World War Two saw the creation of dozens of clever inventions we still use today, from radar to superglue to freeze dried coffee. Here's a brief look at our top ten....
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From the machine this article was written on to the processing power of a smart phone, modern computing would not be what it is without the innovation of the Government Code and Cipher School at Bletchley Park and Colossus. Originally invented as a way to speed up the cracking of the Enigma codes, Colossus was the first of many computers which have gradually shrunk in size to become part of everyday life, with their use in work, schools and play around the world.
Inventor Luther Simjian emigrated to America from Armenia when he was 16. He went on to hold over 200 different patents for inventions ranging from flying simulators to computerised indoor golf ranges. In 1939 Simjian started work on the world's first working ATM, but it wasn't until the 1960s that he managed to convince a New York City bank (today's Citicorp) to install several machines in one of their branches. It was removed after six months due to customer's distrust of a money swallowing computer, as Simjian later divulged: "It seems the only people using the machines were a small number of prostitutes and gamblers who didn't want to deal with tellers face to face".
Superglue was actually invented by accident by someone looking to manufacture gun sights. Dr. Harry Coover, then working for Kodak, discovered that the chemical mixture he had used bonded extremely strongly, so much so that once stuck together, it was difficult to separate. Having abandoned the mixture as it wasn't what he needed for the current project, Superglue only resurfaced on the civilian market in 1958, a full 16 years after its initial invention.
Howard Florey was the Australian scientist who spearheaded the studies for medical penicillin. He wasn't the most personable man, disliking to use Christian names, but he was highly admired by the scientific community and never had a lack of willing assistants, on which he stated "I would work with the devil himself-if he were good enough". In 1938 Florey started working with a small group of scientists, which included Ernst Boris Chain, with whom he would later go on to share the Nobel Prize for Medicine along with Sir Alexander Fleming, and by 1941 they had developed a drug sophisticated enough for human trials, which proved a great success.
Using German technology geared towards guiding the V2 rocket, the Americans and Russians were able launch the first satellites, put men on the moon and build the International Space Station, advancing our knowledge of the universe significantly. In a more everyday sense, digital TV bounces signals from satellites in space to your TV set. Additionally, when you use SatNav in your car, satellites work by triangulating your position between 3 satellites and telling you where you are in the world.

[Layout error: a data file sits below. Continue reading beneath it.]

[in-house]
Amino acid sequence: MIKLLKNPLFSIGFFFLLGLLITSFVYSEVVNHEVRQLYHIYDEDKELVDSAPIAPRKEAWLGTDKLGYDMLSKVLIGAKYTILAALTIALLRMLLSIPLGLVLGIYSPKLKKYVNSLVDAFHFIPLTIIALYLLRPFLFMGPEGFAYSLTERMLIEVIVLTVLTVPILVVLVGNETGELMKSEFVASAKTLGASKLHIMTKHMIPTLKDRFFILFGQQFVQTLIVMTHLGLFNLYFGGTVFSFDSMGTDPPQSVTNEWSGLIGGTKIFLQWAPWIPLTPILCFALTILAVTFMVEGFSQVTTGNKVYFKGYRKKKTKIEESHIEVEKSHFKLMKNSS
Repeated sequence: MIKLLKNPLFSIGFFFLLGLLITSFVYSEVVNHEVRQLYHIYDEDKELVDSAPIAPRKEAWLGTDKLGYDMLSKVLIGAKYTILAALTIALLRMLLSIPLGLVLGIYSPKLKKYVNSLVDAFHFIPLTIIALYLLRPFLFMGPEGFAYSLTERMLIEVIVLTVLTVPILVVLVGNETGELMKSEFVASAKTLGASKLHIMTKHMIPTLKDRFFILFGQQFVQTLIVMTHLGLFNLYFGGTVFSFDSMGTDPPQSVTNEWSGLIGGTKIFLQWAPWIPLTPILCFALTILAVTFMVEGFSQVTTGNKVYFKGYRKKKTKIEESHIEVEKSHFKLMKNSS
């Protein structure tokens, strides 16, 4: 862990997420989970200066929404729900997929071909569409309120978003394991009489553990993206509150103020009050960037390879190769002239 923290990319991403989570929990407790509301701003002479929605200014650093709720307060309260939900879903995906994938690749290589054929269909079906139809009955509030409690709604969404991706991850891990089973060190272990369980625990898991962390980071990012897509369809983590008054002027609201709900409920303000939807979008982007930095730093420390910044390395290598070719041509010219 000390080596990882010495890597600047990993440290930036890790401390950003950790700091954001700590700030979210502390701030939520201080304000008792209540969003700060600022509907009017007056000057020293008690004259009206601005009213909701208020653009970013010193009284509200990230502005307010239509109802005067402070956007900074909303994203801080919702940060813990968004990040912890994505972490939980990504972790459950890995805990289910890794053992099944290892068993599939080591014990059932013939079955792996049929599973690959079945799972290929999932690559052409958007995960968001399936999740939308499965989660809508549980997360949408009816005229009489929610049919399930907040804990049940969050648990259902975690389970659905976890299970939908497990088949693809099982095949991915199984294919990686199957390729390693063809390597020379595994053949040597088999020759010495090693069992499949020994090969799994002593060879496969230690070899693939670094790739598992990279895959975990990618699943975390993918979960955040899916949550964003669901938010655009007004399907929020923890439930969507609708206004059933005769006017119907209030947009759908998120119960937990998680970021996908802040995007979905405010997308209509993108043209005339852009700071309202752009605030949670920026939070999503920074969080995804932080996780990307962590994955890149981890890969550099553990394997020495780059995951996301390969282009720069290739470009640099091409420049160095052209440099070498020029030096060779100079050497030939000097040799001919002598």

In today's caffeinated world it might be hard to imagine a huge surplus of coffee beans sitting unused in warehouses in Brazil, but it was exactly this problem, brought about by the Great Depression, which lead to suppliers asking Nestle to come up with a way of preserving it. Soluble coffee products had been on the market before, but they were vastly inferior in taste to the product created by Nestle's revolutionary 1938 process of drying the coffee extract with carbohydrates. Freeze dried coffee would come about after the war, using the same vacuum technology used to produce penicillin.
Perfected by the British during the Battle of Britain to detect incoming air-raids, Radar is still used in everyday life… in speed cameras. The most common yellow box speed-cameras work on radar technology, measuring your speed and taking a photograph if you are over the prescribed limit. We didn't say you'd like all of them!
Frustrated by the fountain pen's tendency to smudge, journalist and artist Laszlo Biro invented the ballpoint pen after seeing a type of ink in a printing shop that dried almost as soon as it hit the page. He enlisted the help of his brother George, a scientist, and took out a patent on the invention in 1938. One of the ballpoint's first customers was the RAF, taking out an order of 30,000 units for pilots to use at high altitudes, where reservoir pens were prone to leakage.
During World War 2, jet engines came to the fore in the closing months as a way of giving fighters an advantage over their adversaries, with the German ME 262 the first operational Jet fighter with the British Gloucester Meteor not far behind. This technology first developed between 1939 and 1945 is now being used by charter and budget airlines to carry passengers all over the globe, so much so that flying abroad is now affordable for most Britons. At one UK airport, 1,400 flights take off and land each day, one every 45 seconds!
The idea that a great invention was the only thing between his modest upbringing and success was an idea that gripped Chester "Chet" Carlson from childhood, most of which he spent buried in books about Thomas Edison and other famous inventors. Having worked in patent offices for a number of years, Carlson noticed that there was always a lack of patent specifications, copies of which had to be typed up and then individually proofread. Little did he know this observation would lead to the application of his first patent in 1937, when countless hours of kitchen experiments led to the discovery of xerography, the science still used in photocopiers today.
extraordinary stories from World War 2